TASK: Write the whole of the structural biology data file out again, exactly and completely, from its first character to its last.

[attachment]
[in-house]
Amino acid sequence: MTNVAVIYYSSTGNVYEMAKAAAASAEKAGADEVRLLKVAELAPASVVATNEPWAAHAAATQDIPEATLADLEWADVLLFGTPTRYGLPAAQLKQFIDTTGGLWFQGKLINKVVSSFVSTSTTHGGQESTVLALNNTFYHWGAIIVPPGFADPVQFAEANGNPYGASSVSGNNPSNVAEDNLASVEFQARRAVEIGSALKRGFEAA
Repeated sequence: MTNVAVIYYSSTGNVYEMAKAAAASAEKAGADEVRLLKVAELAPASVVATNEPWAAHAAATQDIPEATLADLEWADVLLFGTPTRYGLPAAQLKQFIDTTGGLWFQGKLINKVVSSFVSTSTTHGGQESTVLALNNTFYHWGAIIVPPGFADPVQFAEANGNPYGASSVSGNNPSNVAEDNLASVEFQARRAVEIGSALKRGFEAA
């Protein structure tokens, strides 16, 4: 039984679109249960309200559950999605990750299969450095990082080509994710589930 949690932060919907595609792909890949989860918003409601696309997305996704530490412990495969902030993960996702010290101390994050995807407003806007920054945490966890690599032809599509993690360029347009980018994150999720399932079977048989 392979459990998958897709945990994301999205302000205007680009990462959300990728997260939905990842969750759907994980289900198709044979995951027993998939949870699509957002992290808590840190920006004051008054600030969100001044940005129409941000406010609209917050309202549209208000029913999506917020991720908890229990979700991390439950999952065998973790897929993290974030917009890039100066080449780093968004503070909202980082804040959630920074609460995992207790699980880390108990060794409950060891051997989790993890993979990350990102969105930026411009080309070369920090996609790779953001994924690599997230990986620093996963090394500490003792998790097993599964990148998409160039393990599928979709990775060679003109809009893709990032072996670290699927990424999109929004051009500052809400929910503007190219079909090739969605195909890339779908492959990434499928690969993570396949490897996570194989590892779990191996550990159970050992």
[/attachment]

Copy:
[in-house]
Amino acid sequence: MTNVAVIYYSSTGNVYEMAKAAAASAEKAGADEVRLLKVAELAPASVVATNEPWAAHAAATQDIPEATLADLEWADVLLFGTPTRYGLPAAQLKQFIDTTGGLWFQGKLINKVVSSFVSTSTTHGGQESTVLALNNTFYHWGAIIVPPGFADPVQFAEANGNPYGASSVSGNNPSNVAEDNLASVEFQARRAVEIGSALKRGFEAA
Repeated sequence: MTNVAVIYYSSTGNVYEMAKAAAASAEKAGADEVRLLKVAELAPASVVATNEPWAAHAAATQDIPEATLADLEWADVLLFGTPTRYGLPAAQLKQFIDTTGGLWFQGKLINKVVSSFVSTSTTHGGQESTVLALNNTFYHWGAIIVPPGFADPVQFAEANGNPYGASSVSGNNPSNVAEDNLASVEFQARRAVEIGSALKRGFEAA
């Protein structure tokens, strides 16, 4: 039984679109249960309200559950999605990750299969450095990082080509994710589930 949690932060919907595609792909890949989860918003409601696309997305996704530490412990495969902030993960996702010290101390994050995807407003806007920054945490966890690599032809599509993690360029347009980018994150999720399932079977048989 392979459990998958897709945990994301999205302000205007680009990462959300990728997260939905990842969750759907994980289900198709044979995951027993998939949870699509957002992290808590840190920006004051008054600030969100001044940005129409941000406010609209917050309202549209208000029913999506917020991720908890229990979700991390439950999952065998973790897929993290974030917009890039100066080449780093968004503070909202980082804040959630920074609460995992207790699980880390108990060794409950060891051997989790993890993979990350990102969105930026411009080309070369920090996609790779953001994924690599997230990986620093996963090394500490003792998790097993599964990148998409160039393990599928979709990775060679003109809009893709990032072996670290699927990424999109929004051009500052809400929910503007190219079909090739969605195909890339779908492959990434499928690969993570396949490897996570194989590892779990191996550990159970050992």